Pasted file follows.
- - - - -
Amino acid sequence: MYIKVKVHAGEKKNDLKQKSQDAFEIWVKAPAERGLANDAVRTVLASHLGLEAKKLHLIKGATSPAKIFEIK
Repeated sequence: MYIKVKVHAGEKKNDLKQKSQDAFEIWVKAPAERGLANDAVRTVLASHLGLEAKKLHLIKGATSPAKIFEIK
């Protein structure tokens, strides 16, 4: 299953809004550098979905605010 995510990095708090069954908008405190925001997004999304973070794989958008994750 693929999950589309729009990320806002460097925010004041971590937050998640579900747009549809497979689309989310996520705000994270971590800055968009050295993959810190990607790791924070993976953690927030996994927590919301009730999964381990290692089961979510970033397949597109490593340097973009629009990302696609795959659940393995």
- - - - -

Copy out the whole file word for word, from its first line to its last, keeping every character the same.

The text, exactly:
Amino acid sequence: MYIKVKVHAGEKKNDLKQKSQDAFEIWVKAPAERGLANDAVRTVLASHLGLEAKKLHLIKGATSPAKIFEIK
Repeated sequence: MYIKVKVHAGEKKNDLKQKSQDAFEIWVKAPAERGLANDAVRTVLASHLGLEAKKLHLIKGATSPAKIFEIK
């Protein structure tokens, strides 16, 4: 299953809004550098979905605010 995510990095708090069954908008405190925001997004999304973070794989958008994750 693929999950589309729009990320806002460097925010004041971590937050998640579900747009549809497979689309989310996520705000994270971590800055968009050295993959810190990607790791924070993976953690927030996994927590919301009730999964381990290692089961979510970033397949597109490593340097973009629009990302696609795959659940393995």